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DEVELOPMENT OF A BIOMASS PYROLYSIS REACTOR AND CHARACTERISATION OF ITS PRODUCTS FOR INDUSTRIAL APPLICATIONS Department of Mechanical Engineering The Federal.

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Presentation on theme: "DEVELOPMENT OF A BIOMASS PYROLYSIS REACTOR AND CHARACTERISATION OF ITS PRODUCTS FOR INDUSTRIAL APPLICATIONS Department of Mechanical Engineering The Federal."— Presentation transcript:

1 DEVELOPMENT OF A BIOMASS PYROLYSIS REACTOR AND CHARACTERISATION OF ITS PRODUCTS FOR INDUSTRIAL APPLICATIONS Department of Mechanical Engineering The Federal University of Technology Akure. Ondo State. Nigeria JANUARY, 2012

2 Introduction It comprises:- aggregate of all biologically produced matter inform of: It comprises:- aggregate of all biologically produced matter inform of:  wood and wood wastes;  agricultural crops and their waste by-products;  municipal solid wastes;  animal wastes;  wastes from food processing;  and aquatic plants including sea weeds and algae (Agarwal and Agarwal, 1999; U.S Dept of Energy, 2003). Biomass is cheap, available, affordable and reliable Biomass is cheap, available, affordable and reliable It’s a regular source of rural energy in Nigeria, fuel wood is cheap, easily accessed by both rural & urban dwellers. It’s a regular source of rural energy in Nigeria, fuel wood is cheap, easily accessed by both rural & urban dwellers. 2

3  Biomass – renewable, available, and abundant on earth.  It is a versatile energy and chemical resource  It could be converted into renewable products that could significantly supplement the energy needs of society 3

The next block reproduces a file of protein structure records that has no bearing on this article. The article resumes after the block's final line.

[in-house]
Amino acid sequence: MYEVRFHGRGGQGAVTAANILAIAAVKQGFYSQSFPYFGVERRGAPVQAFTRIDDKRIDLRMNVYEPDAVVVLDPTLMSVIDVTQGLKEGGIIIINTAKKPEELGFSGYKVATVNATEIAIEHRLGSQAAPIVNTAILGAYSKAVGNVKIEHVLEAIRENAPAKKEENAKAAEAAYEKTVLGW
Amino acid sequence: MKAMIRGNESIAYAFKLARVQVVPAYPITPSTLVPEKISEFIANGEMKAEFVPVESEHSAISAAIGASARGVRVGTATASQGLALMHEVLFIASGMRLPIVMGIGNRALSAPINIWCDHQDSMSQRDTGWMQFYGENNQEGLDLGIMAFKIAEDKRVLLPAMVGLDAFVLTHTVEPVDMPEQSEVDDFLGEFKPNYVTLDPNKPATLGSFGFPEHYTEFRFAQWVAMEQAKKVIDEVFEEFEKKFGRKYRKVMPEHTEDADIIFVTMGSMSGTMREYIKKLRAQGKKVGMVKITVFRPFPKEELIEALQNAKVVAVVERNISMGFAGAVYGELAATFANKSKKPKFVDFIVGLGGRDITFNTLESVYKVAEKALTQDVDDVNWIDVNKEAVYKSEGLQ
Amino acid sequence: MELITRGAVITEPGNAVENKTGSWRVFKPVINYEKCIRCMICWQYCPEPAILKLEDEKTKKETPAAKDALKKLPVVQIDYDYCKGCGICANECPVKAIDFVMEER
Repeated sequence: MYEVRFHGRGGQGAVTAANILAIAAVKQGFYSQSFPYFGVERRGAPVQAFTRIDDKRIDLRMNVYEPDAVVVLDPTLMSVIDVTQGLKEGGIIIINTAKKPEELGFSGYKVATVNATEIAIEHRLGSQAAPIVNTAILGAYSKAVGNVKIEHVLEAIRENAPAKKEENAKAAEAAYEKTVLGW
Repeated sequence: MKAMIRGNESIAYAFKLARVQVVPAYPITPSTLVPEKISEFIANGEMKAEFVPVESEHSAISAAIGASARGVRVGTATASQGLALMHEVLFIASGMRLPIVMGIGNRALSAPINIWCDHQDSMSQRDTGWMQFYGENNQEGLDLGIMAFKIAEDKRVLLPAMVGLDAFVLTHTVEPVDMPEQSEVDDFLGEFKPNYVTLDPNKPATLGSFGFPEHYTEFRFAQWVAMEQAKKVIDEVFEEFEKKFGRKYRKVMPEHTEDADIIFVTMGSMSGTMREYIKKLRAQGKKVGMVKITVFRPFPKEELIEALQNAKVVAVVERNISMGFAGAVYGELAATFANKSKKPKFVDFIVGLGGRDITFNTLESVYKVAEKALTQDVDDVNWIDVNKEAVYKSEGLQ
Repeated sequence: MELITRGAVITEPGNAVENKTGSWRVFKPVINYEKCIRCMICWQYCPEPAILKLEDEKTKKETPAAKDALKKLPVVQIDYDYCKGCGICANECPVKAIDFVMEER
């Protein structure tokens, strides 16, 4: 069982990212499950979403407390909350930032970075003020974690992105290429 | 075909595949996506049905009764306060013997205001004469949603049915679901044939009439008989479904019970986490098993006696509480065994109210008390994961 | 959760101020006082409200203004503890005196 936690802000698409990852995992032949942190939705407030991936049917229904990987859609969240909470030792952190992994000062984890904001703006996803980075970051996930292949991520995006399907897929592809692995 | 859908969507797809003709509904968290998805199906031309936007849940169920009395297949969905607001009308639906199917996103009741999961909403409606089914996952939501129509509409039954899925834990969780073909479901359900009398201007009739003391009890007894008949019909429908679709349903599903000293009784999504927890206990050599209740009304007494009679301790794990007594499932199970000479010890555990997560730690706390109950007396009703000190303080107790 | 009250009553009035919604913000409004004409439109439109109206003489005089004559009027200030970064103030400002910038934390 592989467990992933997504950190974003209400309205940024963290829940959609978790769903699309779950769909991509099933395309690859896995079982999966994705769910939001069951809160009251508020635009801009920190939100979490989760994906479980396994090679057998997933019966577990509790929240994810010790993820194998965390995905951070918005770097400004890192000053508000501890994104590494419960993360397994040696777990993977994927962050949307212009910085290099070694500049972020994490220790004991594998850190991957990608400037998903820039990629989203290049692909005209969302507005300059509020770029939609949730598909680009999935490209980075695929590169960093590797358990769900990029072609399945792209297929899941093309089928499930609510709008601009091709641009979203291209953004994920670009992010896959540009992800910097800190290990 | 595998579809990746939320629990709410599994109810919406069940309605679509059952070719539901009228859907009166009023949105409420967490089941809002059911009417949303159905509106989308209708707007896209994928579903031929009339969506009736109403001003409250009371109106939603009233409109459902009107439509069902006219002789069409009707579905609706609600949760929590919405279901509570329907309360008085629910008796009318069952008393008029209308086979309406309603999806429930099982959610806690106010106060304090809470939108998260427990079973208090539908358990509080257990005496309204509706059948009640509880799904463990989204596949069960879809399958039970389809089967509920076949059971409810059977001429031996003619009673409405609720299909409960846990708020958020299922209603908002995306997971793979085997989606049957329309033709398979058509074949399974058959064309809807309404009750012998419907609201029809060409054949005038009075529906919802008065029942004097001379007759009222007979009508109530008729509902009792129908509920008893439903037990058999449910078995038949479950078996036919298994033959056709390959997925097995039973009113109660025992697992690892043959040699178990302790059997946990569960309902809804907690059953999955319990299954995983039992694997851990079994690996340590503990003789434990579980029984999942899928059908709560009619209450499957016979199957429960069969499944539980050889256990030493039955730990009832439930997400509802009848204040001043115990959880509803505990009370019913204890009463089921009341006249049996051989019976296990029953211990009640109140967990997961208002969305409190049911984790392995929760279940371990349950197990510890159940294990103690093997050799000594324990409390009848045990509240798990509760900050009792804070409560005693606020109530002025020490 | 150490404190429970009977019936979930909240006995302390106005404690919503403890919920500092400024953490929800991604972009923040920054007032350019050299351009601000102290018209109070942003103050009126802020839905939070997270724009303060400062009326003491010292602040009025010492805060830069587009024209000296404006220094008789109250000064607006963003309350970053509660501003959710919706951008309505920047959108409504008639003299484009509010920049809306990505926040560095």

4 Introduction Cont.--- Globally, 140 billion metric tons of biomass is generated every year from agriculture. This volume of biomass can be converted to an enormous amount of energy and raw materials, equivalent to approximately 50 billion tons of oil. Agricultural biomass waste converted to energy can substantially displace fossil fuel, reduce emissions of greenhouse gases and provide renewable energy to some 1.6 billion people in developing countries, which still lack access to electricity. As raw materials, biomass wastes have attractive potentials for large-scale industries and community- level enterprises (UNEP 2009). 4

5 Biomass Resource & Availability 5 Wood Cuttings (1) Wood Dust Wood Wastes Fig.1:Forest Biomass 2 Wood Cuttings (2)

6 Biomass Resource & Availability Cont... Municipal Solid Wastes (MSW): generation is enormous in our society.  The expanding urban centres in Nigeria have tremendous production of solid wastes that could be utilized for energy through different conversion routes. Garbage wastes due to human & animal activities are massive  Lagos with 18 million inhabitants generates about 9,000 metric tons of municipal solid waste daily (0.5 kg/person/day), 80 percent of this waste can be reconverted (LAWMA, 2010). Ibadan: 0.37–0.5 kg/person/day (Maclaren International Ltd, 1970) 6

7 7 Fig.2: Ojota dumpsite, Lagos, Nigeria. (Courtesy: LAWMA, 2010)